Electrokinetic characteristics of particulate/liquid interfaces and their importance in contamination from semiconductor process liquids.
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PublisherThe University of Arizona.
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AbstractParticulate contamination during wafer processing is a major concern in the microelectronics industry. The impurities may be generated from holding tanks, shipping containers, filter membranes and photolithographic materials, and hence may be organic and inorganic in nature. In liquids, these particles develop a surface charge, the magnitude and sign of which is unique for a particular solid/liquid combination. The substrate that is processed in liquids also develops a similar surface charge, and if the charge on the substrate and impurity particles are opposite to each other, deposition of impurities onto the substrate is likely to occur. Hence an understanding of the surface charge characteristics may have an impact in developing techniques to control particulate contamination from semiconductor process liquids. In this work, an attempt has been made to elucidate the surface charge characteristics of a variety of organic and inorganic particles in liquids of interest to the semiconductor industry. The techniques of microelectrophoresis and streaming potential using flat plates and filter membranes were used to this end. The data obtained have been utilized to understand and predict particulate contamination from liquids and deposition onto the wafer surfaces. This might in turn be useful in developing filter membranes of interest to the semiconductor industry.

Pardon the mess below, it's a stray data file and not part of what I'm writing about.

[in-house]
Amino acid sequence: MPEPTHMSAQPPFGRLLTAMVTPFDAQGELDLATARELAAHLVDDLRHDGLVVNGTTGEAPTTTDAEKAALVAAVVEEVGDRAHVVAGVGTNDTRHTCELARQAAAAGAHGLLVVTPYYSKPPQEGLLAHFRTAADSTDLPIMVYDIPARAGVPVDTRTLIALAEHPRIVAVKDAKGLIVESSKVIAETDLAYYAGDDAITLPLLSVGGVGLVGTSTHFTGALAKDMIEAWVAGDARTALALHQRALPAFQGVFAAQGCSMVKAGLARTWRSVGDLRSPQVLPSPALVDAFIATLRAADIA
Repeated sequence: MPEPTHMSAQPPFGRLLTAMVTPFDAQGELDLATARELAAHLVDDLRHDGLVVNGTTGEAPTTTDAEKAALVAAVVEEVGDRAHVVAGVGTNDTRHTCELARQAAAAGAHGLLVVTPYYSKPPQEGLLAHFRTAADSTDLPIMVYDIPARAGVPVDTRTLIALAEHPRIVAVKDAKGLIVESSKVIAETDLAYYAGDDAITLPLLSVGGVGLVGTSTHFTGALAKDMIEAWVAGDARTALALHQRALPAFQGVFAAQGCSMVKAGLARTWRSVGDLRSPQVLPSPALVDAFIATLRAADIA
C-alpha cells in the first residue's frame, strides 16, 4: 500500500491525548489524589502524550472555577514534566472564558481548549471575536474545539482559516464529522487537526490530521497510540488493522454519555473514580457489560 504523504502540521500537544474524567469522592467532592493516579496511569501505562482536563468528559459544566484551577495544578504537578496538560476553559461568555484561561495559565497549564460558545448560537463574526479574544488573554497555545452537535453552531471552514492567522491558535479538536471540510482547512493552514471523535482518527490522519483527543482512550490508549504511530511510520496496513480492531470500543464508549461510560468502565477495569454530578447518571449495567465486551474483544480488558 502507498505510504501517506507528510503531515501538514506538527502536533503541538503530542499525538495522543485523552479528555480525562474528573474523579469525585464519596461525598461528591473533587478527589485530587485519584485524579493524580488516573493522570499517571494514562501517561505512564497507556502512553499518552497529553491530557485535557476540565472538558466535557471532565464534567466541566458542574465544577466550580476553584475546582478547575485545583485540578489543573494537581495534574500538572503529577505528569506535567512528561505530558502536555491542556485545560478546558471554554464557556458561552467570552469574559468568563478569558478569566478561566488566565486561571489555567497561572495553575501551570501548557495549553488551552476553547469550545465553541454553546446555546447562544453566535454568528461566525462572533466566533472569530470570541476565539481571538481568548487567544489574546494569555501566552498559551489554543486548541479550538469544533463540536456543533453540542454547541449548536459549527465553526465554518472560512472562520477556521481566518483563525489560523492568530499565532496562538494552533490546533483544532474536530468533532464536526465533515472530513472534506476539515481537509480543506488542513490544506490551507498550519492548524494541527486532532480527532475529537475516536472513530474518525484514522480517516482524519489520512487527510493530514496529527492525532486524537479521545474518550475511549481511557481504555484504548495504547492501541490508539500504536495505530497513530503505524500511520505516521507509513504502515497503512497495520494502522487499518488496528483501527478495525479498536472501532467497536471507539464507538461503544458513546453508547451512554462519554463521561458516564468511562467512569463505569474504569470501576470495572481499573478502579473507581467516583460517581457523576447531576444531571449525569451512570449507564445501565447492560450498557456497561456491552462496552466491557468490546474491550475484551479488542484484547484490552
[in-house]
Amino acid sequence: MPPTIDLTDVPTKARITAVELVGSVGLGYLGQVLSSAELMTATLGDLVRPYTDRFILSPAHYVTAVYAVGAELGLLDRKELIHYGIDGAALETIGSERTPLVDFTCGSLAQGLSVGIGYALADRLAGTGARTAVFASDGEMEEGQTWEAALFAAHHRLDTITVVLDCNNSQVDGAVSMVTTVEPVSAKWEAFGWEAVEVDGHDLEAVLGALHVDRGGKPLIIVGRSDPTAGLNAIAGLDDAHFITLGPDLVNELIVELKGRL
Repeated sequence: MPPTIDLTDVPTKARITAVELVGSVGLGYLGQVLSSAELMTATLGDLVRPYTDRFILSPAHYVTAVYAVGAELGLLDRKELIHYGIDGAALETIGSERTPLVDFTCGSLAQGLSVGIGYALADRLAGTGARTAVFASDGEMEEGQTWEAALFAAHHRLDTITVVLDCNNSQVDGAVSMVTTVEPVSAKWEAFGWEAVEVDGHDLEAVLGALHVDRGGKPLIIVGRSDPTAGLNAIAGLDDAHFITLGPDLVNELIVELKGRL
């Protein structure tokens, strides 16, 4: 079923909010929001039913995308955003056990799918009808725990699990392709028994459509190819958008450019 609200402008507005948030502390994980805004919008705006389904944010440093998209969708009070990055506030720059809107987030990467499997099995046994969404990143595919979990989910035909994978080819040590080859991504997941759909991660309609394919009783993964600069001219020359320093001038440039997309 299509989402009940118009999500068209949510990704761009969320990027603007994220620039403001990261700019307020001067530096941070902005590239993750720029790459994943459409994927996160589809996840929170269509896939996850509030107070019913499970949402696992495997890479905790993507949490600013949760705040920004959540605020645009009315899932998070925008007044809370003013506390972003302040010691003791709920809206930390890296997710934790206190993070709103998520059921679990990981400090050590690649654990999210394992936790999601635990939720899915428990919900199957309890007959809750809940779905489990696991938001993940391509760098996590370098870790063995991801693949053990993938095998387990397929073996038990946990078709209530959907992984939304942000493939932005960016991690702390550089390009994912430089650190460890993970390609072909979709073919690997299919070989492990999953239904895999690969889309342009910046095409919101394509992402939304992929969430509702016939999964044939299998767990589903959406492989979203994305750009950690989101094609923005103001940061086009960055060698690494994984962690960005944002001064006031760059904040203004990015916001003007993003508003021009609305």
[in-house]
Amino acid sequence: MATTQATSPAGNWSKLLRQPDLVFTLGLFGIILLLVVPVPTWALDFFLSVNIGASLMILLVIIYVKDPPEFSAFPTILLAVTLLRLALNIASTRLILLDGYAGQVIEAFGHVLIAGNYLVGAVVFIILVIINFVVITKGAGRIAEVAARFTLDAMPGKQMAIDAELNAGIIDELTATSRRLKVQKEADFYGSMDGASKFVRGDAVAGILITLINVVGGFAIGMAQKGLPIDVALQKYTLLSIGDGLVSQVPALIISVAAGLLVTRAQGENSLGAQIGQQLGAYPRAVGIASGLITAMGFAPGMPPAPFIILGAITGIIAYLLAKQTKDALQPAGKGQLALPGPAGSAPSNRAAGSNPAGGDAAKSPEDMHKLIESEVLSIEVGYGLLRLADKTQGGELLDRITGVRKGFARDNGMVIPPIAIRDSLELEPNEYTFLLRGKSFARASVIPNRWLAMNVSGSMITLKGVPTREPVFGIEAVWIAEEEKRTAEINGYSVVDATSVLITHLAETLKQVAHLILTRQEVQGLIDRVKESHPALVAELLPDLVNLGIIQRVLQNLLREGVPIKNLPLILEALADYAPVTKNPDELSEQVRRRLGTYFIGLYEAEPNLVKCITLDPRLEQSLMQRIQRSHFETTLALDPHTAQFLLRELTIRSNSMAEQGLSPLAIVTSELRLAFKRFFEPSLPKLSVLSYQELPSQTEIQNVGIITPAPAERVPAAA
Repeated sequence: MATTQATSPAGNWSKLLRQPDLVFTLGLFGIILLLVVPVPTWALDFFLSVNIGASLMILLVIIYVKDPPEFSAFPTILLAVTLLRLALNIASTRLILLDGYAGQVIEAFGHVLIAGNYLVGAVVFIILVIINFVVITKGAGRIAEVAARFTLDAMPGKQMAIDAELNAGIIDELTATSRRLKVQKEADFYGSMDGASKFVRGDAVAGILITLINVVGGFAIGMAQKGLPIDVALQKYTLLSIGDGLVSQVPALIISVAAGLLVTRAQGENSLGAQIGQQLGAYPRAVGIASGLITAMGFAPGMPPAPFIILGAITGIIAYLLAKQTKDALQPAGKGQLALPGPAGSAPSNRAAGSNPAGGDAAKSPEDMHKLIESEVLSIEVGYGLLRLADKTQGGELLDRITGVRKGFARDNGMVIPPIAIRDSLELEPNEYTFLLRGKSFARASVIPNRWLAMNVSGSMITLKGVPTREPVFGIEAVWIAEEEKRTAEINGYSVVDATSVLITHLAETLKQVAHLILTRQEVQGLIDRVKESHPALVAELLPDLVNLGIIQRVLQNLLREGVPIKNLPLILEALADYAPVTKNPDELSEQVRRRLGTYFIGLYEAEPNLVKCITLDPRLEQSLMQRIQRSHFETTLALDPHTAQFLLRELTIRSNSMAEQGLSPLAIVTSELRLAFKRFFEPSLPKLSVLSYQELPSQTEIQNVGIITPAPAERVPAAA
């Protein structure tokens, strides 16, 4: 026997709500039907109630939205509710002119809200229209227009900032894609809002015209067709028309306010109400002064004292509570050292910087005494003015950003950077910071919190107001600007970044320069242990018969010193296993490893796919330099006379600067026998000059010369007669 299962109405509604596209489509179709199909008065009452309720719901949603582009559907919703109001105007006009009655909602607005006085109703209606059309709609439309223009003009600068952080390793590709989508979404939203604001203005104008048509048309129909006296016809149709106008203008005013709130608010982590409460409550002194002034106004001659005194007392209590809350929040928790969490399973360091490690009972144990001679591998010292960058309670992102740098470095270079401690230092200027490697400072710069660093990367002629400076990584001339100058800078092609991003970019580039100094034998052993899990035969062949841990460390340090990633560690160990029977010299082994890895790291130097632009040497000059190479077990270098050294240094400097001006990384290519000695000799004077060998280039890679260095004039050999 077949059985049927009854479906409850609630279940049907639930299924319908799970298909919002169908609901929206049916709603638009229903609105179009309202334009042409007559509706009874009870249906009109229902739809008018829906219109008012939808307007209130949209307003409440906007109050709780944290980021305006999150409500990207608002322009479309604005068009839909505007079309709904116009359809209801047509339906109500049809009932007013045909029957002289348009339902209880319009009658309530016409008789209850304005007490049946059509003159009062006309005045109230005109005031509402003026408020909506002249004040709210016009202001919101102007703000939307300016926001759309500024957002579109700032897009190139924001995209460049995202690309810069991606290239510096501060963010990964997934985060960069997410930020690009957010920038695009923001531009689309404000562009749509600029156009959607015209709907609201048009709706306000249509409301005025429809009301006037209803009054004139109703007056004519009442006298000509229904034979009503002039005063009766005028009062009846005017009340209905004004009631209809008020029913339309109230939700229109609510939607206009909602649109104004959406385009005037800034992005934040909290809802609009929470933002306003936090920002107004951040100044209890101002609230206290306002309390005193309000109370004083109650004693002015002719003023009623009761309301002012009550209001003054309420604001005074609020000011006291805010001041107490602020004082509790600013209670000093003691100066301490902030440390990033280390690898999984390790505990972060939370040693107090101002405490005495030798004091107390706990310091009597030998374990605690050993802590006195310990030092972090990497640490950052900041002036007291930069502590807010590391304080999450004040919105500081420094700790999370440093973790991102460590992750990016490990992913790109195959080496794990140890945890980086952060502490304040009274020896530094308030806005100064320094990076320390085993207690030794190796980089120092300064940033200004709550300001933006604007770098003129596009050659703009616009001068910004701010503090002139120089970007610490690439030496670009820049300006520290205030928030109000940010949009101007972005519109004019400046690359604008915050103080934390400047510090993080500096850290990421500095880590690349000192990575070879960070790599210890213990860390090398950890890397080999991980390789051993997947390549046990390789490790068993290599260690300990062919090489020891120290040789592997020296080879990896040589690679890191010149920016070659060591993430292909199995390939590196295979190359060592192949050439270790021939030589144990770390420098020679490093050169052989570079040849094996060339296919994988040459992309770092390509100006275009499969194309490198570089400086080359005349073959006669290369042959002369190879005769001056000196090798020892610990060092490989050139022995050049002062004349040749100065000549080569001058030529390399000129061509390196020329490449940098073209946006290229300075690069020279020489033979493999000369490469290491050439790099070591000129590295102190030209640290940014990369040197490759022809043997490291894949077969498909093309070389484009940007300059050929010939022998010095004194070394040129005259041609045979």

Degree ProgramMaterials Science and Engineering